A Surrey grandmother who was diagnosed with terminal cancer five years ago thanked her NHS ‘angels’ after being given a miraculous green light for the disease.When Evelyn Stone turned 76 last month, she and her family were able to deliver the most wonderful news imaginable.
Despite being diagnosed with end-stage bowel cancer in 2016, 62 grueling chemotherapy sessions later, the grandmother of two has defied all odds and is now completely free from the disease.
After receiving the good news, Evelyn made one final visit to St Luke’s Cancer Center based at the Royal Surrey NHS Foundation Trust in Guildford, to thank the staff and complete one final task.
Dressed in a superhero cape and mask, she rang the special St Luke’s bell to say “goodbye” to cancer.She said: “The plaque near the bell says ‘Ring that bell three times well,’ but to be honest I couldn’t stop ringing it. I must have rung that bell about 50 times. there will never be enough words to thank the most amazing staff at St Luke’s. You are all angels and I thank you from the bottom of my heart. “
Evelyn was first diagnosed in 2012 and although her cancer was successfully treated in St Luke’s, it came back in full force in 2016.She heard the terrible news that she only had nine to twelve months to live.
Evelyn’s daughter Debbie said: “When mum was first diagnosed with cancer we were absolutely shocked. She had been in a lot of pain and had seen her GP, but we thought the problem was constipation. or diverticulitis Mom isn’t the type to complain and we didn’t think it was serious.“It wasn’t until she walked in one day and saw another doctor that the possibility that it was cancer was raised.
“It all happened very quickly from that point on. Mom had many different tests and a colonoscopy and we found out that she had bowel cancer.
“Mom was told she would need an operation because the tumor on her intestine was quite large and this continued into July 2012. She then had to recover before undergoing chemotherapy, which started three times. months later. After six rounds of chemotherapy she received the whole thing is clear. “In less than four years, Evelyn of Farnham fell ill again. She was told her cancer had come back and spread and this time she was facing a terminal diagnosis.“Hearing this news was incredibly difficult, I really felt there was no hope for me,” said Evelyn. “But I’m a very positive person and just tried to take it day to day which helped me cope. I kept telling my friends and family and myself – even there is still light at the end of the tunnel. “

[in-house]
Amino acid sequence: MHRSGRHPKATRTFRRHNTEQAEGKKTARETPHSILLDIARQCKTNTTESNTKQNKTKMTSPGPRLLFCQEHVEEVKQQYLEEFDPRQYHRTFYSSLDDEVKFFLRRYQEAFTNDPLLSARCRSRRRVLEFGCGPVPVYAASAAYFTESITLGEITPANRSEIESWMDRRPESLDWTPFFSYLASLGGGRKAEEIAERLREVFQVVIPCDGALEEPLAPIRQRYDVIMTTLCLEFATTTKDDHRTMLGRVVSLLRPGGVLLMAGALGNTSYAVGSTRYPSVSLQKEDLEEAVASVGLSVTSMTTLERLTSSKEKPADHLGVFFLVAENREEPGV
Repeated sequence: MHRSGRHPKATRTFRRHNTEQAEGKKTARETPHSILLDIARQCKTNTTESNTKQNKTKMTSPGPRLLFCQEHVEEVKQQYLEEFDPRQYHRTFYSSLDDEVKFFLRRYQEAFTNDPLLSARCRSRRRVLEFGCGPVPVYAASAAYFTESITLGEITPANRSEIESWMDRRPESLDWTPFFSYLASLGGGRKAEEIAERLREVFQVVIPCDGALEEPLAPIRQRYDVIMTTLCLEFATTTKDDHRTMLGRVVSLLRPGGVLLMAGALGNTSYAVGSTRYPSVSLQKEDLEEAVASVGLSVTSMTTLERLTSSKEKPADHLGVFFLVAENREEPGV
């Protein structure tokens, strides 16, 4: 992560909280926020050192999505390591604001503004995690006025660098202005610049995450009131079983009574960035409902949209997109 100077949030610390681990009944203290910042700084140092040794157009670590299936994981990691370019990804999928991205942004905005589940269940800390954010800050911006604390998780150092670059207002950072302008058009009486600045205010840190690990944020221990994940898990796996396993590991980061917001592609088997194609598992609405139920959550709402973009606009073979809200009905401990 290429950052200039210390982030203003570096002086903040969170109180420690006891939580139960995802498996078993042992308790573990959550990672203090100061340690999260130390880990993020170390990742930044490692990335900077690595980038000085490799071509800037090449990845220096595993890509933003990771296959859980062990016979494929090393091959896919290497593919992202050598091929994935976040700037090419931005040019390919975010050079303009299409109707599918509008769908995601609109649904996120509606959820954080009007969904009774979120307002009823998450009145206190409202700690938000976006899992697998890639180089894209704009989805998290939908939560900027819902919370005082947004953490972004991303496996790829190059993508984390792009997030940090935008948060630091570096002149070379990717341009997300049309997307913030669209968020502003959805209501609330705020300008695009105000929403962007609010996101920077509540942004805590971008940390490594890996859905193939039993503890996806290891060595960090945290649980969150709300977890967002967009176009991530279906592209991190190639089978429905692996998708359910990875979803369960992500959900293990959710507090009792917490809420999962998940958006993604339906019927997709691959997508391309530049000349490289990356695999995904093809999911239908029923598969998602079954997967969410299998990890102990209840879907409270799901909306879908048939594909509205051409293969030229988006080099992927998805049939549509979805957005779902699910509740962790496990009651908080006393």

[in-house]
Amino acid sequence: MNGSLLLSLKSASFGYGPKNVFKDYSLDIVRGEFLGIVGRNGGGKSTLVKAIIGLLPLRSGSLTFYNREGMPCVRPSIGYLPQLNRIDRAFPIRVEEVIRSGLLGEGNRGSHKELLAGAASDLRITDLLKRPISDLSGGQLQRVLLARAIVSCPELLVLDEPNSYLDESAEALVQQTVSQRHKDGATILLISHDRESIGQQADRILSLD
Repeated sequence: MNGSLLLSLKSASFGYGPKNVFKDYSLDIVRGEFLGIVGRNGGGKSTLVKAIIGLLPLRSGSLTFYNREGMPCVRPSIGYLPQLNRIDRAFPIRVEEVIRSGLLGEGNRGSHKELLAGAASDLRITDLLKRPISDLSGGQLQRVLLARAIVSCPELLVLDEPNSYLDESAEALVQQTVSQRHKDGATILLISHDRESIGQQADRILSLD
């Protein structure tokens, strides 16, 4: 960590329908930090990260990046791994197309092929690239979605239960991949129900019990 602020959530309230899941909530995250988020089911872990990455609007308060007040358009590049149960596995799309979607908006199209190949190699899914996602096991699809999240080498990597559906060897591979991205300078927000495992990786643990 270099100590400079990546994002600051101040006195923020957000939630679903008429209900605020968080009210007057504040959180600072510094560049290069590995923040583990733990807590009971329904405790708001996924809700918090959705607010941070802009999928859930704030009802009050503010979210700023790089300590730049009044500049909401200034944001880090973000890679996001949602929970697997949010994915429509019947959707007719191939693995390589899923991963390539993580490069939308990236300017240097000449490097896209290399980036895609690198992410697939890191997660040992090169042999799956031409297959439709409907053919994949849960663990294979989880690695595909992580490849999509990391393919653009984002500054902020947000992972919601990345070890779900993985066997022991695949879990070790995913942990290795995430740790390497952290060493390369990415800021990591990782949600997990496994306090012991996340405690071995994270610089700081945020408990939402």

She was offered palliative chemotherapy and started intravenous treatment every three weeks.She said: “All of the nurses and staff at Royal Surrey are absolutely wonderful, they are angels. I also received fantastic support from the staff at a local hospice, who were absolutely superb. They provide amazing service with advice, massages, manicures and all kinds of support. “Debbie said her mother was a “total inspiration”.“Mom is amazing,” she said. “From 2016 to the start of lockdown, she had 62 grueling chemotherapy sessions. We call her a super mom because she never complains.”
Evelyn said: “During the chemotherapy treatment and when Covid happened there were days when I wanted to give up. There were a few times I said ‘I can’t do this anymore’ but my kids Steven and Debbie just turned around and said, “Yes you can mom, you are strong. You can do it”.“It is because of my family that I have continued. My children, grandchildren and my family represent the world to me.”Since the start of 2020, Evelyn has received regular scans to check for the progress of the cancer. In early October, Debbie and Evelyn reunited as usual to hear the results of the most recent scan via a phone call from Royal Surrey.
A clerk told them there was no sign of cancer.“I was so stunned I couldn’t believe it,” Evelyn said. “It’s absolutely amazing and it still doesn’t feel real, even weeks later. It’s just a miracle.“My consultant called me afterwards and explained to me that I was what they call a ‘great answering machine’ and that I had responded very well to the treatment, but she pointed out that it happened very, very rarely. She said I had done so well, but I said to her, ‘No, all of you have done so well for me, thank you very much.’ “
Sharadah Essapen, Consultant Clinical Oncologist, said, “Evelyn is an amazing woman who has been incredibly courageous and positive throughout her many years of treatment.“Getting rid of cancer after having received such a final diagnosis is a rare but wonderful event to be a part of. It is a very rewarding and uplifting time for everyone who has cared for her, including me. to Evelyn all the best. “